KINGSTON, RI – August 29, 2016 — The University of Rhode Island is preparing to welcome its incoming class of about 3,730 new students, including 3,230 first-year students and 500 who have transferred. When combined with returning students, the University will be the home away from home for more than 16,000 undergraduate and graduate students. Students will start to move onto campus Saturday, Sept. 3 and classes begin on Wednesday, Sept. 7.
There will be some lively discussions on campus this fall as the interdisciplinary Honors Colloquium examines “Inequality and the American Dream.” Starting Tuesday, Sept. 20, the weekly series will feature leading scholars, journalists, and more addressing questions about the influence of inequality on social mobility, the ability to seek political and social change, and across gender, race and class. The series will begin with a talk about immigration by Victoria M. DeFrancesco Soto, a political analyst and professor from the University of Texas at Austin who appears on MSNBC and NBCNews.com and other media outlets. The series continues weekly through Nov. 29, with the exception of Nov. 8 and 22. Free and open to the public, the talks will be held in Edwards Hall.
This fall is the inaugural semester for URI’s College of Health Sciences on the Kingston campus, and the Feinstein College of Education and Professional Studies on the Kingston and Providence campuses. The new colleges align the University’s academic resources to focus on 21st Century needs.
In addition to these changes and big events, the University will soon be setting the stage for next year’s 125th anniversary celebrations, with an opening celebration on January 25. In the meantime, here’s a preview of enrollment (along with 10-year comparison) and a few of the activities, construction highlights and more that will be happening this fall.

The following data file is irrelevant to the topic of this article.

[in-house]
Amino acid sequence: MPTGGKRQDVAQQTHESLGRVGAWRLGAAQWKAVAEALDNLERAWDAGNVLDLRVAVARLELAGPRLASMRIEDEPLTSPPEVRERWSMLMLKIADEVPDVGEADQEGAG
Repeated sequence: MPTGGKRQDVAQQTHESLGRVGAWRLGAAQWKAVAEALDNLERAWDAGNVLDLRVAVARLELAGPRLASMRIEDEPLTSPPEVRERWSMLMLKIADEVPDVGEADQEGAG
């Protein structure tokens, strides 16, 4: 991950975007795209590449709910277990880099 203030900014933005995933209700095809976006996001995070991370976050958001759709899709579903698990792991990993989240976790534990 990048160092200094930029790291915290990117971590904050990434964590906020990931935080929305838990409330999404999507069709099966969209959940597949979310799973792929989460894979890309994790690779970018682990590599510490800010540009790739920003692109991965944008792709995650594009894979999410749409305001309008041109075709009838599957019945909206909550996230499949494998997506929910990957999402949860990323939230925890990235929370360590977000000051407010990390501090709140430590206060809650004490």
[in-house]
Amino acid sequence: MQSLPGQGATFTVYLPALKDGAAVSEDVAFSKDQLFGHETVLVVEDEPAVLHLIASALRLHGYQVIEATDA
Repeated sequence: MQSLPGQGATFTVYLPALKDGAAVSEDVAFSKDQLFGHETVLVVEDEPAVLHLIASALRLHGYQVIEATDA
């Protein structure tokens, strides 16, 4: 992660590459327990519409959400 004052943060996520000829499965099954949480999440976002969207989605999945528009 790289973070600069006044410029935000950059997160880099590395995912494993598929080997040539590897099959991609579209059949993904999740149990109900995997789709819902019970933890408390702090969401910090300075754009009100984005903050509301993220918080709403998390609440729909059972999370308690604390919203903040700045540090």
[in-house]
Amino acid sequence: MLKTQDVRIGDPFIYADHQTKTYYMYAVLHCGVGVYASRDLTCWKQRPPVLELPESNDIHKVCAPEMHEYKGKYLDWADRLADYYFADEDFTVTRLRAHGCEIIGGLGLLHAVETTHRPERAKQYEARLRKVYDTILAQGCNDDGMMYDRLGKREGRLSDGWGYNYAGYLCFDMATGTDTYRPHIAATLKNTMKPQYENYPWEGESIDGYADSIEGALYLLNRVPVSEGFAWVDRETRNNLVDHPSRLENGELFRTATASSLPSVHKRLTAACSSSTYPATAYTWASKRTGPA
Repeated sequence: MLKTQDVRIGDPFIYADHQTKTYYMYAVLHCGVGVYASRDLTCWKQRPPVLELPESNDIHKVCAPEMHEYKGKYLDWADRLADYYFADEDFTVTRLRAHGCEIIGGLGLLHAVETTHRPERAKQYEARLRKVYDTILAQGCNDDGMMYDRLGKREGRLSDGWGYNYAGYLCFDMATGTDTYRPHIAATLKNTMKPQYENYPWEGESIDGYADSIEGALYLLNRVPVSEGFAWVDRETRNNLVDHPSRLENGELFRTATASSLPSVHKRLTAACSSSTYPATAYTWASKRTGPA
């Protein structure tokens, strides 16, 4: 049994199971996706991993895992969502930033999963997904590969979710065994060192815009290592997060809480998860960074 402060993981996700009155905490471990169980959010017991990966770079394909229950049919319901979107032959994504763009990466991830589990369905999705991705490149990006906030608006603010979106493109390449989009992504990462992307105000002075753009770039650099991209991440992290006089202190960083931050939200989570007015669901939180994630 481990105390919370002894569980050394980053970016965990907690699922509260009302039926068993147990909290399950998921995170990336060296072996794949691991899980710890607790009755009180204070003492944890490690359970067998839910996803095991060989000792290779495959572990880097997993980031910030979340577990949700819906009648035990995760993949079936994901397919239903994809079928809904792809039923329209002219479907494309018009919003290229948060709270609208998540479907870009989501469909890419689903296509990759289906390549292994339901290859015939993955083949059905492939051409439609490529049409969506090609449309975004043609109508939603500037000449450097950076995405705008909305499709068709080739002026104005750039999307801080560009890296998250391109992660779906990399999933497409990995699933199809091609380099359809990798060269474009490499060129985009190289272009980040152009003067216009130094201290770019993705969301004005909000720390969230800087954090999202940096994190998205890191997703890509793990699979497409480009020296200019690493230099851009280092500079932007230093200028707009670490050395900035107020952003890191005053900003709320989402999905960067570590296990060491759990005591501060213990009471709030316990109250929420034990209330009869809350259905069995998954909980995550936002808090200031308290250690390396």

About the Students*
- The University’s Office of Undergraduate Admission received and reviewed a record 21,794 applications for new freshmen. In addition, more than 1,330 applications were considered for students wishing to transfer to the University.
- The University anticipates enrolling 3,730 new students, including 3,230 freshmen and 500 transfer students. Consistent with trends nationwide, 57 percent of the new students are women and 43 percent are men. 23 percent of freshmen and transfers have self-identified as students of color.
- About 48 percent of new students are from Rhode Island and 52 percent are from out of state or foreign countries. The incoming class and transfers represent 35 U.S states and 15 nations. About 55 percent of the total student body is from Rhode Island.
- After Rhode Island, the top states represented in the freshman class are respectively, Massachusetts, Connecticut, New York, New Jersey.
- Admitted student profile: Average GPA 3.52; SAT total 1,664/2400; ACT score 25.
- 5,950 undergraduate students are assigned to one of the University’s 24 on-campus residence halls, suites and apartments. This is about 250 more than the fall of 2015.
- URI traditionally houses about 94 percent of the first year class in university residence halls. About 200 more returning students applied to live on campus compared to the previous year.
- An additional 645 students will live in the 17 sororities, fraternities and specialty houses, the International Engineering Program houses and the Women’s Center.
- There are 11 Living and Learning Communities (LLCs) of which ten are exclusively for first-year students.